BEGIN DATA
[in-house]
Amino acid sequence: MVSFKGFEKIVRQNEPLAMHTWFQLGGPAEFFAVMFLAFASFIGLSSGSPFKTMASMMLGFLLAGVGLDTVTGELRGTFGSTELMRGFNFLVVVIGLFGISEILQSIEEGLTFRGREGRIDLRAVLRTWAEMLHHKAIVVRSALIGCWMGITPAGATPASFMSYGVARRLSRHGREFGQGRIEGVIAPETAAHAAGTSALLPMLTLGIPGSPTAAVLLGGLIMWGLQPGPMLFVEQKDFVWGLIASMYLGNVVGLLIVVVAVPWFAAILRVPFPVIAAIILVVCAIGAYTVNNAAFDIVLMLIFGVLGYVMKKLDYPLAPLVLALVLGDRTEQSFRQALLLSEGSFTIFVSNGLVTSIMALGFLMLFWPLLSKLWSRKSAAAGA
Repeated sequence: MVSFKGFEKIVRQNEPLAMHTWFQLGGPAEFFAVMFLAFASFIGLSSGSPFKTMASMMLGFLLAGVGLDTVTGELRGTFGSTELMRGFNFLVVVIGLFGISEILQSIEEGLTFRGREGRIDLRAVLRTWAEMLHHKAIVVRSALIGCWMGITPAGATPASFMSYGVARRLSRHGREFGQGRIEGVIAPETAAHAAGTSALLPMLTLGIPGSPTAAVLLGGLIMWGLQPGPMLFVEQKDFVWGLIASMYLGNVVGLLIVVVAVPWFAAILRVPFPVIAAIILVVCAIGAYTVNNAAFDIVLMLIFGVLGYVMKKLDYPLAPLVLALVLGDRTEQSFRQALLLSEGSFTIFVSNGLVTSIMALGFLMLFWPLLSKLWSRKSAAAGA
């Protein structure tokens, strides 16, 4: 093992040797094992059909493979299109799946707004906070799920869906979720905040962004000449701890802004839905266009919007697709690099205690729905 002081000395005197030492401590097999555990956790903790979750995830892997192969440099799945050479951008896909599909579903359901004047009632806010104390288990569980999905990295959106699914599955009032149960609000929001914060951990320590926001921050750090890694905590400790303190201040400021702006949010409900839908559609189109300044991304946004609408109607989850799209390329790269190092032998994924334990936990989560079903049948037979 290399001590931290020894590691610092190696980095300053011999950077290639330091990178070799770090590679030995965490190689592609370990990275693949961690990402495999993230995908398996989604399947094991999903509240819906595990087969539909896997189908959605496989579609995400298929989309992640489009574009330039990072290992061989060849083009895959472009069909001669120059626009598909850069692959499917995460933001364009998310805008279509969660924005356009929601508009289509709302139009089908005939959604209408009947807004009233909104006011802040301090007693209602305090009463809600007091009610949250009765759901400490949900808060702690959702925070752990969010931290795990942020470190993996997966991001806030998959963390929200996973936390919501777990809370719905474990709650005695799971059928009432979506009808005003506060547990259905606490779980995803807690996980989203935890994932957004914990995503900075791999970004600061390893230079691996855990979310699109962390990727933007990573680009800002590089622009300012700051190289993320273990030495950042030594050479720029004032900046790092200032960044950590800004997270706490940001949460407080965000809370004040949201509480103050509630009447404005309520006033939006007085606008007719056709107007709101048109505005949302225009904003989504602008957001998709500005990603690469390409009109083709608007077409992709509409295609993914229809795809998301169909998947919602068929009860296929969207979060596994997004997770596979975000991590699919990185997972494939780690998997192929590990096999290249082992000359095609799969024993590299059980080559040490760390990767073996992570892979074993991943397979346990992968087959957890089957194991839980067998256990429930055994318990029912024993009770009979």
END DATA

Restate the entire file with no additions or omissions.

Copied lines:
[in-house]
Amino acid sequence: MVSFKGFEKIVRQNEPLAMHTWFQLGGPAEFFAVMFLAFASFIGLSSGSPFKTMASMMLGFLLAGVGLDTVTGELRGTFGSTELMRGFNFLVVVIGLFGISEILQSIEEGLTFRGREGRIDLRAVLRTWAEMLHHKAIVVRSALIGCWMGITPAGATPASFMSYGVARRLSRHGREFGQGRIEGVIAPETAAHAAGTSALLPMLTLGIPGSPTAAVLLGGLIMWGLQPGPMLFVEQKDFVWGLIASMYLGNVVGLLIVVVAVPWFAAILRVPFPVIAAIILVVCAIGAYTVNNAAFDIVLMLIFGVLGYVMKKLDYPLAPLVLALVLGDRTEQSFRQALLLSEGSFTIFVSNGLVTSIMALGFLMLFWPLLSKLWSRKSAAAGA
Repeated sequence: MVSFKGFEKIVRQNEPLAMHTWFQLGGPAEFFAVMFLAFASFIGLSSGSPFKTMASMMLGFLLAGVGLDTVTGELRGTFGSTELMRGFNFLVVVIGLFGISEILQSIEEGLTFRGREGRIDLRAVLRTWAEMLHHKAIVVRSALIGCWMGITPAGATPASFMSYGVARRLSRHGREFGQGRIEGVIAPETAAHAAGTSALLPMLTLGIPGSPTAAVLLGGLIMWGLQPGPMLFVEQKDFVWGLIASMYLGNVVGLLIVVVAVPWFAAILRVPFPVIAAIILVVCAIGAYTVNNAAFDIVLMLIFGVLGYVMKKLDYPLAPLVLALVLGDRTEQSFRQALLLSEGSFTIFVSNGLVTSIMALGFLMLFWPLLSKLWSRKSAAAGA
């Protein structure tokens, strides 16, 4: 093992040797094992059909493979299109799946707004906070799920869906979720905040962004000449701890802004839905266009919007697709690099205690729905 002081000395005197030492401590097999555990956790903790979750995830892997192969440099799945050479951008896909599909579903359901004047009632806010104390288990569980999905990295959106699914599955009032149960609000929001914060951990320590926001921050750090890694905590400790303190201040400021702006949010409900839908559609189109300044991304946004609408109607989850799209390329790269190092032998994924334990936990989560079903049948037979 290399001590931290020894590691610092190696980095300053011999950077290639330091990178070799770090590679030995965490190689592609370990990275693949961690990402495999993230995908398996989604399947094991999903509240819906595990087969539909896997189908959605496989579609995400298929989309992640489009574009330039990072290992061989060849083009895959472009069909001669120059626009598909850069692959499917995460933001364009998310805008279509969660924005356009929601508009289509709302139009089908005939959604209408009947807004009233909104006011802040301090007693209602305090009463809600007091009610949250009765759901400490949900808060702690959702925070752990969010931290795990942020470190993996997966991001806030998959963390929200996973936390919501777990809370719905474990709650005695799971059928009432979506009808005003506060547990259905606490779980995803807690996980989203935890994932957004914990995503900075791999970004600061390893230079691996855990979310699109962390990727933007990573680009800002590089622009300012700051190289993320273990030495950042030594050479720029004032900046790092200032960044950590800004997270706490940001949460407080965000809370004040949201509480103050509630009447404005309520006033939006007085606008007719056709107007709101048109505005949302225009904003989504602008957001998709500005990603690469390409009109083709608007077409992709509409295609993914229809795809998301169909998947919602068929009860296929969207979060596994997004997770596979975000991590699919990185997972494939780690998997192929590990096999290249082992000359095609799969024993590299059980080559040490760390990767073996992570892979074993991943397979346990992968087959957890089957194991839980067998256990429930055994318990029912024993009770009979």